The project-wide branching policy document is also a good place to indicate overall branching strategies or branch policy patterns. If you plan to use early or deferred branching, relaxed or restricted line access, or per-release codelines and per-task branches, this is an ideal spot. Such information is harder to convey using the VC system ("self-documenting branch-strategies") and is more likely to be a document. However, if the VC tool supports some per-repository comments & attributes (or even per-installation) then some amount of 'self-documenting' may still be done in this manner.

Again, try to keep it short and sweet. For codeline conventions, 1-2 pages is a good guideline. Since there will be multiple codelines, and you want to avoid extra documentation and maintenance overhead for each one, keeping the policies brief and self-documenting can be important. Some projects may have to be more verbose than others in documenting their codeline conventions. Figure out what you need to require from such a document, and then try to use least burdensome amount of formality and length that will meet your needs.

The codeline now has a coherently communicated purpose which is readily available to the entire project team. This sets the stage for how the codeline can and should be used. Codeline access issues are resolved by determining whether or not they violate the intended purpose of the codeline. Some extra documentation overhead and maintenance is imposed, but it is kept to a bare minimum, and is often worth the extra effort.
Codeline Ownership and Policy Branch describe tactics for resolving policy conflicts. The owner of the codeline policy document should be the current owner of the codeline. Restricted-Access Line may be applicable if the codeline policy calls for tight permission or control. Every branch creation and branch structuring pattern will require a corresponding codeline policy for each codeline.

P2. Codeline Ownership

Pattern Codeline Ownership
Aliases Branch Ownership
Context You are a developer working with at least one codeline in a set of Multiple codelines. A Codeline Policy has been used to define policies for codeline checkin/checkout. Someone wants to do something to a codeline that its policy doesn't seem to address, or else the policy appears vague regarding this particular issue.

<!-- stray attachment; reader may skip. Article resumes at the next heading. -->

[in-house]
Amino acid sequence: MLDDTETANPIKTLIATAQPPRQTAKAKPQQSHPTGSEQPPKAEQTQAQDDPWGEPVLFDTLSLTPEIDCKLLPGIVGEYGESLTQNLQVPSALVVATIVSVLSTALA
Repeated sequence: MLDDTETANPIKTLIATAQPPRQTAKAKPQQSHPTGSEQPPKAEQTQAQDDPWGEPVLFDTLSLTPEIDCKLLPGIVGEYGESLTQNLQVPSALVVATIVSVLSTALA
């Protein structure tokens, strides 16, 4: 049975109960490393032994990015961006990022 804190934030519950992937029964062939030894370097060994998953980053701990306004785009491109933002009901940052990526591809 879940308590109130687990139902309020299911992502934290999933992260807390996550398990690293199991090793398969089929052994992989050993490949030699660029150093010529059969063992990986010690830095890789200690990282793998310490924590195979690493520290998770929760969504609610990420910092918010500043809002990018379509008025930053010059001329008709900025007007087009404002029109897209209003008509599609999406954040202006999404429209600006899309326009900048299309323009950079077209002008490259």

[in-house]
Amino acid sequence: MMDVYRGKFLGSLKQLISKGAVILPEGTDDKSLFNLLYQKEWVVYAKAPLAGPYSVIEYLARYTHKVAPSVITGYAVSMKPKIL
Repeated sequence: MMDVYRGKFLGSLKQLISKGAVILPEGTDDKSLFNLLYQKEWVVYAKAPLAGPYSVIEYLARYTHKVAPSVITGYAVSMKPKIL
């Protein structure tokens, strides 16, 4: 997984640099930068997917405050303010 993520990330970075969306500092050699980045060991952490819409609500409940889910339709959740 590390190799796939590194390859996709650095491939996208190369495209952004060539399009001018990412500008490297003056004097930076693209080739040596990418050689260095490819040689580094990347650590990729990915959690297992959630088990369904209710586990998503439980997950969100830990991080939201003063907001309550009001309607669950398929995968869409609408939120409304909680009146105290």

Problem Should the action affecting the codeline be performed or not? How can this be decided while at the same time ensuring the integrity and consistency of the codeline?
  • "In theory, practice and theory are the same, but in practice, they're very different." No single policy can spell out every situation that can arise: Codeline Policy covers theory, but something else is needed to cover practice.
  • If the Codeline Policy is unclear, the developer will need to have the policy clarified.
  • A codeline policy can be violated, either accidentally or intentionally.
  • The codeline needs to stay in a correct and consistent state to avoid adversely affecting "in progress" development tasks.
Solution Assign one owner per codeline. It is the owner's responsibility to

  • Clarify the codeline if it is found to be unclear;
  • Decide whether to leave in or back-out files that have been checked into the codeline in violation of policy;
  • Make rulings on codeline postings in ambiguous or inapplicable situations;
  • Assist in, or perform, the integration of changes to the codeline;
  • Decide when the codeline should be frozen and unfrozen, and when it should be completed and merged back to the Mainline;
Ownership does not necessarily imply exclusive access, but it does imply authoritative access control. Perhaps only the codeline-owner may check in files (Restricted-Access Line); or perhaps others can checkin files if they obtain approval for the codeline owner before checkin, or notify the codeline-owner immediately after checkin. (Relaxed-Access Line). The Codeline Policy should clearly define the ownership style for access-control style. In general, frequently-accessed codelines with many developers will require a more restrictive ownership policy than an infrequently accessed codeline. So will codelines that encompass high-risk or high-complexity activities, or that demand high levels of reliability. Smaller projects and teams for codelines encompassing less critical tasks can afford more permissive codeline ownership and access control policies while still maintaining the integrity and consistency of the codeline.

Codeline Dictatorship

An extremely restrictive form of codeline ownership whereby checkouts and subbranches of a branch are restricted, in addition to checkins. The dictator may be a single person, or an entire site. A common example is a Remote Development Line: remote developers might be prevented from creating new versions and branches that do not originate from the remote branch. Thus, the local branch is reserved exclusively for the "master" development site. This is essentially how ClearCase Multisite defines the notion of "branch mastership."
  • A single individual is held accountable for the consistency and integrity of the codeline. As a result, the codeline is more likely to be in a consistent and reliable state.
  • Holding the owner of the codeline responsible for its state, decreases the likelihood of the codeline policy being trampled on, or of the codeline being used for the wrong purpose;
  • The conceptual integrity of the codeline is maintained by having a single mind, the codeline owner, serve as a single point of authority for resolving codeline issues;
A Codeline Policy should specify the usage rules that the codeline-owner is expected to ensure. Branch locking may be used to impose a Restricted-Access Line enforcing mastership or ownership policies. Code Ownership ([Cope]) will apply for codelines serving as component branches or component lines; the code and codeline owners should be the same. Similarly, Owner per Deliverable ([Cockburn97]) should be applied for functional branches and subproject-lines;